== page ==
can be approximated by a product of a
d
variate Gaussian functionand a positive multiplicative parameter,
f
(
x
)
α
×
Φ
(
x
;
u
,
Σ
)

x
∈S
(1)
Φ
(
x
;
u
,
Σ
) = (2
π
)
−
d/
2

Σ

−
1
/
2
exp(
−
12(
x
−
u
)
t
Σ
−
1
(
x
−
u
)) (2)where
S
is a set of data points in the neighborhood of
u
, belonging to the basinof attraction of
u
. An alternative is to consider a model with a DC component
β
≥
0 so that
f
α
×
Φ
+
β
. It is, however, straightforward to locallyoﬀset the DC component. Thus we will not consider it within our estimationframework favoring a simpler form. Later, we will revisit this extended modelfor the statistical validation of the resulting estimates. The problem of our interest can now be understood as the parametric model ﬁtting and the estimationof the model parameters: mean
u
, covariance
Σ
, and amplitude
α
. The
mean
and
covariance
of
Φ
describe the
spatial local maximum
and
spread
of the localstructure, respectively. The anisotropy of such structure can be speciﬁed onlyby a fullyparameterized covariance.
2.2 ScaleSpace Representation
The scalespace theory [21,9,12] states that, given any
d
dimensional continuoussignal
f
:
R
d
→ R
, the scalespace representation
F
:
R
d
×R
+
→ R
of
f
is
552 K. Okada et al.
deﬁned to be the solution of the diﬀusion equation,
∂
h
F
= 1
/
2
∇
2
F
, or equivalently the convolution of the signal with Gaussian kernels
Φ
(
x
;
0
,
H
) of variousbandwidths (or scales)
H
∈R
d
×
d
,
F
(
x
;
H
) =
f
(
x
)
∗
Φ
(
x
;
0
,
H
)
.
(3)When
H
=
h
I
(
h >
0),
F
represents the solution of the isotropic diﬀusionprocess [12] and also the Tikhonov regularized solution of a functional minimization problem, assuming that scale invariance and semigroup constraintsare satisﬁed [14]. When
H
is allowed to be a fully parameterized symmetric positive deﬁnite matrix,
F
represents the solution of an anisotropic
homogeneous
diﬀusion process
∂
H
F
= 1
/
2
∇∇
t
F
that is related, but not equivalent, to thewellknown anisotropic diﬀusion [15].
2.3 Mean Shift Procedure for Continuous ScaleSpace Signal
In this section, we further develop the ﬁxedbandwidth mean shift [2], introducedpreviously for the nonparametric point density estimation, towards the analysisof continuous signal evaluated in the linear scalespace.The gradient of the scalespace representation
F
(
x
;
H
) can be written asconvolution of
f
with the DOG kernel
∇
Φ
, since the gradient operator commutesacross the convolution operation. Some algebra reveals that
∇
F
can be expressedas a function of a vector whose form resembles the density mean shift,
∇
F
(
x
;
H
) =
f
(
x
)
∗∇
Φ
(
x
;
H
)=
f
(
x
)
Φ
(
x
−
x
;
H
)
H
−
1
(
x
−
x
)
d
x
=
H
−
1
F
(
x
;
H
)
m
(
x
;
H
) (4)
m
(
x
;
H
)
≡
x
Φ
(
x
−
x
;
H
)
f
(
x
)
d
x
Φ
(
x
−
x
;
H
)
f
(
x
)
d
x
−
x
.
(5)Eq.(5) deﬁnes the extended ﬁxedbandwidth mean shift vector for
f
. Setting
f
(
x
) = 1 in Eq.(5) results in the same form as the density mean shift vector.Note however that
x
in Eq.(5) is an ordinal variable while a random variable wasconsidered in [2]. Eq.(5) can be seen as introducing a weight variable
w
≡
f
(
x
)to the kernel
Φ
(
x
−
x
). Therefore, an arithmetic mean of
x
in our case is notweighted by the Gaussian kernel but by its product with the signal
Φ
(
x
−
x
)
f
(
x
).The mean shift procedure [3] is deﬁned as iterative updates of a data point
x
i
until its convergence at
y
mi
,
y
j
+1
=
m
(
y
j
;
H
) +
y
j
;
y
0
=
x
i
.
(6)Such iteration gives a robust and eﬃcient algorithm of gradientascent, since
m
(
x
;
H
) can be interpreted as a normalized gradient by rewriting Eq.(4);
m
(
x
;
H
) =
H
∇
F
(
x
;
H
)
/F
(
x
;
H
).
F
is strictly nonnegative valued since
f
isassumed to be nonnegative. Therefore, the direction of the mean shift vectoraligns with the exact gradient direction when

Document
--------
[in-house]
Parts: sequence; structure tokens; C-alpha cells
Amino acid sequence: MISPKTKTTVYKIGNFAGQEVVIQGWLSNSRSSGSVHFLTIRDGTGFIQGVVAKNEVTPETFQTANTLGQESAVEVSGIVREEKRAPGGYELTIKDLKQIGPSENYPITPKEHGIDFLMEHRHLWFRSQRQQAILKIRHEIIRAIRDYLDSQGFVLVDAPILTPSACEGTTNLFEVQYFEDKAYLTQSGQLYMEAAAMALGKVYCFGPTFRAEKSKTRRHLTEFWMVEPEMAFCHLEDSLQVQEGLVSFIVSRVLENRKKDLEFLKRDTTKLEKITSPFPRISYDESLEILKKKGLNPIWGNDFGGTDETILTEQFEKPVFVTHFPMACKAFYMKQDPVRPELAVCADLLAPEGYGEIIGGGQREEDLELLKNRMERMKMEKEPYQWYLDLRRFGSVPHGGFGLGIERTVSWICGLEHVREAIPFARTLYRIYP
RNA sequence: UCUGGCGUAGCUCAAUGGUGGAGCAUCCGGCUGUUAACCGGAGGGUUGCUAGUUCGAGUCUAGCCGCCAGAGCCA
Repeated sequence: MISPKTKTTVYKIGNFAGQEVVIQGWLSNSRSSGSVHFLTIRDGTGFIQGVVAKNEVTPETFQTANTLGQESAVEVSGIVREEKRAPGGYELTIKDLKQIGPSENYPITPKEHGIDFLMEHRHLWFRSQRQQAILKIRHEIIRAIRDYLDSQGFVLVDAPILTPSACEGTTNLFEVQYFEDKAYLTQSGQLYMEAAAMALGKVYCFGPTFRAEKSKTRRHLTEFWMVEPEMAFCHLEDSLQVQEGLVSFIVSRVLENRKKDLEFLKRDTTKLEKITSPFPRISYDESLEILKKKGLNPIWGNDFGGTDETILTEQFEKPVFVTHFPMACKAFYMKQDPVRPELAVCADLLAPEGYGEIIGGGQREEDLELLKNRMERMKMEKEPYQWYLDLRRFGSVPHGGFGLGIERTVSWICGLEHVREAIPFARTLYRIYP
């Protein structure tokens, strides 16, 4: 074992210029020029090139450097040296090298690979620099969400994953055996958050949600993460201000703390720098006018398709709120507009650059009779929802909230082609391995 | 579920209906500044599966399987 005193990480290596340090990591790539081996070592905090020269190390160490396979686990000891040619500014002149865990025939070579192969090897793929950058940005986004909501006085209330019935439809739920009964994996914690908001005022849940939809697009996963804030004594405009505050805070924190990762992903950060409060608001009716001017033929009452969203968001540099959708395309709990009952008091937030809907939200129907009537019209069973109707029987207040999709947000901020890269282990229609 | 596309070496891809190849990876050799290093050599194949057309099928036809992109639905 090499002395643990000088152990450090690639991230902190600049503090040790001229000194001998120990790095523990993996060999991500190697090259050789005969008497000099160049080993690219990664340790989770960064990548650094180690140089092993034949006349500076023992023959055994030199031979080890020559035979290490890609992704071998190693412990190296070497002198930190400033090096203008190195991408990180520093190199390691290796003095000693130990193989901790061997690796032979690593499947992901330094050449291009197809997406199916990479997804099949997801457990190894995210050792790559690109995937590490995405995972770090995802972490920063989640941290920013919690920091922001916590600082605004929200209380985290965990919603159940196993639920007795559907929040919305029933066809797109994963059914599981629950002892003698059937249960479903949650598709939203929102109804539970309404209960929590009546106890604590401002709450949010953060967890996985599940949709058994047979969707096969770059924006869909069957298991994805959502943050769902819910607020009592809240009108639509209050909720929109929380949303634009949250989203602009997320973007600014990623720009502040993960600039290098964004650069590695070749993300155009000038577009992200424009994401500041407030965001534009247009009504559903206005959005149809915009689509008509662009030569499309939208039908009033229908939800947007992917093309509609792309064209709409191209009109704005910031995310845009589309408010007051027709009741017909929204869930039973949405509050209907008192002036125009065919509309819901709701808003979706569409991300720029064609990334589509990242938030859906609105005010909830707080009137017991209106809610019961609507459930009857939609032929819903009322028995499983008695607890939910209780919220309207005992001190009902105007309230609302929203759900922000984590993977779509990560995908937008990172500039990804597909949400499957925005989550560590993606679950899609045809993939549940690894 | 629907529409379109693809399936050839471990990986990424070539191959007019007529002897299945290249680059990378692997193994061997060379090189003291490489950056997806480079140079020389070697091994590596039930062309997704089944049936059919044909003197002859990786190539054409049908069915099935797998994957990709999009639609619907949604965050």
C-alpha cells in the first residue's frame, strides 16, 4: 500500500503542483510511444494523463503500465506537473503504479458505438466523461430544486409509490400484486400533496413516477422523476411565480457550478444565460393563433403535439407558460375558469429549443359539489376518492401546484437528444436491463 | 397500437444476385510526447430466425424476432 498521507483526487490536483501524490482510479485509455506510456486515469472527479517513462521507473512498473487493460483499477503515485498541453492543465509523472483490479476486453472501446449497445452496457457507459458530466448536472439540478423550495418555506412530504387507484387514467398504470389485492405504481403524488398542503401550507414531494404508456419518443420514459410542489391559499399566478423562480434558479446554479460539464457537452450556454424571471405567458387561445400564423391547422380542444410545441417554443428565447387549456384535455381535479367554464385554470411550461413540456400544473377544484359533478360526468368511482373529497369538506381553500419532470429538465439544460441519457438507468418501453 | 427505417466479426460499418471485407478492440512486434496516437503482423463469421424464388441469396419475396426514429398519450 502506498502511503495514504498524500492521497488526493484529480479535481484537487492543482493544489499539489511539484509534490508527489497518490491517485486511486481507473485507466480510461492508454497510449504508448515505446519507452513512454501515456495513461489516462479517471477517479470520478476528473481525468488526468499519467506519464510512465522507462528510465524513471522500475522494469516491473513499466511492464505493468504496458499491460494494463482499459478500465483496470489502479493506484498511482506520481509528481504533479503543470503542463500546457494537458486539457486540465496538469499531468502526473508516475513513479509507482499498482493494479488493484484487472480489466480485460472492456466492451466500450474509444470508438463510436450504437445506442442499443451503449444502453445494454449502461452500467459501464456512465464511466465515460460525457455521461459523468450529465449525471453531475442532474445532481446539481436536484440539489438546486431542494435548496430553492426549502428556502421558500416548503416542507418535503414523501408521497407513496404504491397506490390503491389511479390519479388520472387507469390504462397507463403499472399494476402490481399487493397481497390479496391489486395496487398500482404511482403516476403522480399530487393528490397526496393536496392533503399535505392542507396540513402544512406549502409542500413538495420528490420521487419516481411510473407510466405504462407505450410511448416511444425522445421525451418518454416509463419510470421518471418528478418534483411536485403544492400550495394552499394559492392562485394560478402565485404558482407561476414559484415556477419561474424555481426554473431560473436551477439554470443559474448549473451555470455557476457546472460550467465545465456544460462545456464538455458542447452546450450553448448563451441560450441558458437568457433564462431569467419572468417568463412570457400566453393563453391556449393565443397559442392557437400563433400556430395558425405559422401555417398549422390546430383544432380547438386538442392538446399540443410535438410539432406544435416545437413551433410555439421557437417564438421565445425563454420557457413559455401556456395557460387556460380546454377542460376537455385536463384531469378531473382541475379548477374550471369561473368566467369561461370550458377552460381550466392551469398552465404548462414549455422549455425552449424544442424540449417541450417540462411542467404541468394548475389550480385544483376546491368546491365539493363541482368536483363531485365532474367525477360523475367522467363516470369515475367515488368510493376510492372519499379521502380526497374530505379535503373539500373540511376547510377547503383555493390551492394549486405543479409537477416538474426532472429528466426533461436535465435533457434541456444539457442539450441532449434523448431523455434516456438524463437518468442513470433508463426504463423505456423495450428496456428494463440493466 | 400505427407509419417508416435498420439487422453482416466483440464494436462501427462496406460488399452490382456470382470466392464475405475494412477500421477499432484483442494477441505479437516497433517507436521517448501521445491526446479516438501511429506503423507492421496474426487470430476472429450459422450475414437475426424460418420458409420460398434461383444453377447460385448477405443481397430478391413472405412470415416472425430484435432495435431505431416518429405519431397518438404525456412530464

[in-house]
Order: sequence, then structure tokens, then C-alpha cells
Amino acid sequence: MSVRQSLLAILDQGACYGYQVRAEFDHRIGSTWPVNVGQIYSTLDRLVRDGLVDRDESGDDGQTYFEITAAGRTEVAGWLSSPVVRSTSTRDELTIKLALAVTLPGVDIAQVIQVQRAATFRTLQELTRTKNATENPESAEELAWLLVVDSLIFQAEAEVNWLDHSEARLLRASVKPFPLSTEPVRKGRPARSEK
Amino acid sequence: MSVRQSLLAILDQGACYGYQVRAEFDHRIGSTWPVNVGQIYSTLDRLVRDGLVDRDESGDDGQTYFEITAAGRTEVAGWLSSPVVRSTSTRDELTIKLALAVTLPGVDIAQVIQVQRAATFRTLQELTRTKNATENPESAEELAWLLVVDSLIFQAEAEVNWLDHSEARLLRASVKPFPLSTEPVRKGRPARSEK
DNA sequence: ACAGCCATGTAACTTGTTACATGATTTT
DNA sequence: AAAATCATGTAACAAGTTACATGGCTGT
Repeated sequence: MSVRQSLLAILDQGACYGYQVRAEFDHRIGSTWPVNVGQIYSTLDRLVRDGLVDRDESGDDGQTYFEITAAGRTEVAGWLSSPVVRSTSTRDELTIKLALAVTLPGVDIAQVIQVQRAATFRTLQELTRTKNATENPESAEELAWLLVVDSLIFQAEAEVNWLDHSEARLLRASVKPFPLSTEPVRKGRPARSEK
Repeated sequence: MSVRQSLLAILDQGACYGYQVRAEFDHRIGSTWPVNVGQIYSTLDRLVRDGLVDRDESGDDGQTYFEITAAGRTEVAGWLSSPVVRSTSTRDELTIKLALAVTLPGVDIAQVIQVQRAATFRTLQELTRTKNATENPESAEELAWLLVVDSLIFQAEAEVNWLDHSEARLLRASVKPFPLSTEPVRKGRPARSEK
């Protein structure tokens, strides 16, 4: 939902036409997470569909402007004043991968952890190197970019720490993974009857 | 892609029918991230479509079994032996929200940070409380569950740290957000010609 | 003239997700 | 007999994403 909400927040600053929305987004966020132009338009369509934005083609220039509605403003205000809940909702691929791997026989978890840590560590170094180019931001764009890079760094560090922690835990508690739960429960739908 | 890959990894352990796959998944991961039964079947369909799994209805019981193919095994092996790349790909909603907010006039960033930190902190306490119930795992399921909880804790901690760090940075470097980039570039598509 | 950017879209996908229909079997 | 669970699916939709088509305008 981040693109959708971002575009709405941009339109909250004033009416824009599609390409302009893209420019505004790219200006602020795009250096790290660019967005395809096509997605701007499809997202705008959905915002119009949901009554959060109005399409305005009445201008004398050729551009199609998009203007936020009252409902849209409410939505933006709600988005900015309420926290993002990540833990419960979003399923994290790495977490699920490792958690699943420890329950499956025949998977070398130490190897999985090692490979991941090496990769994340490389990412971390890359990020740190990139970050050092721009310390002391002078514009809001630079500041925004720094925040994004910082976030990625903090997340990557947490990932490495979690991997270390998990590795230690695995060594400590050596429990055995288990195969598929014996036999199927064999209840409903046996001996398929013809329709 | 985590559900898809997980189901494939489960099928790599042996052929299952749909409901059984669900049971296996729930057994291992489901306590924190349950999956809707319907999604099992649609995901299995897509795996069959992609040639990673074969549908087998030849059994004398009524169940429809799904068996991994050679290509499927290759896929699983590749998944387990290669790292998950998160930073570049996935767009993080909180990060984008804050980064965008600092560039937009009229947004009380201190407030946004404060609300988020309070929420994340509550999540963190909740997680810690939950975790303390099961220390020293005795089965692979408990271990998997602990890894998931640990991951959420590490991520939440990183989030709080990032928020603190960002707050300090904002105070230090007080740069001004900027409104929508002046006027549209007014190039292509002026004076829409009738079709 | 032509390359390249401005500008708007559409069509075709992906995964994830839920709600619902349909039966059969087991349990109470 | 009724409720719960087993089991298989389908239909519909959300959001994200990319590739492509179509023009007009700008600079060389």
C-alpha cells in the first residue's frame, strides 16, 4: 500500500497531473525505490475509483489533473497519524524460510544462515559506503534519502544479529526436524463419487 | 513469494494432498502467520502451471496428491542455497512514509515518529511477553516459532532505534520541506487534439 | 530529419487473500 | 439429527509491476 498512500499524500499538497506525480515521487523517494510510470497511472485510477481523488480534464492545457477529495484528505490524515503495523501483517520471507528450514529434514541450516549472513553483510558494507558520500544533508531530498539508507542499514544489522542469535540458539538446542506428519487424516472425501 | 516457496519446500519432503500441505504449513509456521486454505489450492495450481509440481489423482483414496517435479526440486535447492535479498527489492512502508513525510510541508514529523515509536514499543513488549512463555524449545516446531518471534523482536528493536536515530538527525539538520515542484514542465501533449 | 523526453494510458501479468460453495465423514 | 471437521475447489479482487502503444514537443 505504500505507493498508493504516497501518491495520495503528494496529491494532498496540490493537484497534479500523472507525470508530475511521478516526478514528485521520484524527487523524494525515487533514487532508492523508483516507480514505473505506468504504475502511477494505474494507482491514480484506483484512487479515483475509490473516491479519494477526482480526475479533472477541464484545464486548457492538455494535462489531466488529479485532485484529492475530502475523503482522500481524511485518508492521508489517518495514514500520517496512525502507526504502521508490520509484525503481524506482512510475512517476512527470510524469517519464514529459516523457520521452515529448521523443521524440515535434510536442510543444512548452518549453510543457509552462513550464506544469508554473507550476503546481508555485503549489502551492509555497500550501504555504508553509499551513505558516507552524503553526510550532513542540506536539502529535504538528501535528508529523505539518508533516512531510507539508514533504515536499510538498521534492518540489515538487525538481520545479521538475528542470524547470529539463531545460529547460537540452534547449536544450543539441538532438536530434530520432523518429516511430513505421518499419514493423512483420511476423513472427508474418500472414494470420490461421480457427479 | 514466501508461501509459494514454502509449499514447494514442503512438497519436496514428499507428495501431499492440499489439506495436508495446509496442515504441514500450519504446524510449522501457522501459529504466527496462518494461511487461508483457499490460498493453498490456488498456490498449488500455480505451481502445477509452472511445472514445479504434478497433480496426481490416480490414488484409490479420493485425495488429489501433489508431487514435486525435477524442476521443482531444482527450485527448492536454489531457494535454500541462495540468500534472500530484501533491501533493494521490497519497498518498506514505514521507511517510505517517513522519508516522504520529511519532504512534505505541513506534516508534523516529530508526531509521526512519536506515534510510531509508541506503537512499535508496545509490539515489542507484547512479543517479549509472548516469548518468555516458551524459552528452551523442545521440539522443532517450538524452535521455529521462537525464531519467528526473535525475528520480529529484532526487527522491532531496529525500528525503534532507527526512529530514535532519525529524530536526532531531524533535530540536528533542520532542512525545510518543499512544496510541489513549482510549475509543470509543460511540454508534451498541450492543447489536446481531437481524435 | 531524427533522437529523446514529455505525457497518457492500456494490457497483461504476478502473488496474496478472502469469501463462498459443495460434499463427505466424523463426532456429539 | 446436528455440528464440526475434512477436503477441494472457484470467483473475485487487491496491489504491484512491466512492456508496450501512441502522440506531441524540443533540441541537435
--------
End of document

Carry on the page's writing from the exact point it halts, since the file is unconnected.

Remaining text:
H
is isotropic with a positive scale.
A Robust Algorithm for Characterizing Anisotropic Local Structures 553
2.4 Finding Spatial Local Maxima
We assume that the signal is given with information of where the target structure is roughly located but we do not have explicit knowledge of its spread. Themarker point
x
p
indicates such location information. We allow
x
p
to be placedanywhere within the basin of attraction
S
of the target structure. To increasethe robustness of this approach, we run
N
1
mean shift procedures initialized bysampling the neighborhood of
x
p
uniformly. The majority of the procedure’s convergence at the same location indicates the location of the maximum. The pointproximity is deﬁned by using the Mahalanobis distance with
H
. This approachis eﬃcient because it does not require the timeconsuming explicit constructionof
F
(
x
;
H
) from
f
(
x
).
2.5 Robust Anisotropic Covariance Estimation by ConstrainedLeastSquares in the Basin of Attraction
In the sequel we estimate the fully parameterized covariance matrix
Σ
in Eq.(1),characterizing the
d
dimensional anisotropic spread and orientation of the signal
f
around the local maximum
u
. Classical scalespace approaches relying onthe
γ
normalized Laplacian [12] are limited to the isotropic case thus not applicable to this problem. Another approach is the standard sample estimationof
Σ
by treating
f
as a density function [13, p.179]. However, this approachbecomes suboptimal in the presence of the margintruncations. Addressing thisissue, we present a constrained leastsquares framework for the estimation of theanisotropic fullyparameterized covariance of interest based on the mean shiftvectors collected in the basin of attraction of
u
.With the signal model of Eq.(1), the deﬁnition of the mean shift vector of Eq.(5) can be rewritten as a function of
Σ
,
m
(
y
j
;
H
) =
H
∇
F
(
y
j
;
H
)
F
(
y
j
;
H
)
H
αΦ
(
y
j
;
u
,
Σ
+
H
)(
Σ
+
H
)
−
1
(
u
−
y
j
)
αΦ
(
y
j
;
u
,
Σ
+
H
)=
H
(
Σ
+
H
)
−
1
(
u
−
y
j
)
.
(7)Further rewriting Eq.(7) results in a linear matrix equation of unknown
Σ
,
ΣH
−
1
m
j
=
b
j
(8)where
m
j
≡
m
(
y
j
;
H
) and
b
j
≡
u
−
y
j
−
m
j
.An overcomplete set of the linear equations can be formed by using all thetrajectory points
{
y
j

j
= 1
,..,t
u
}
located within the basin of attraction
S
. Foreﬃciently collecting a suﬃcient number of samples
{
(
y
j
,
m
j
)
}
, we run
N
2
meanshift procedures initialized by sampling the neighborhood of
u
uniformly. Thisresults in
t
u
samples (
t
u
=
N
2
i
=1
t
i
), where
t
i
denotes the number of points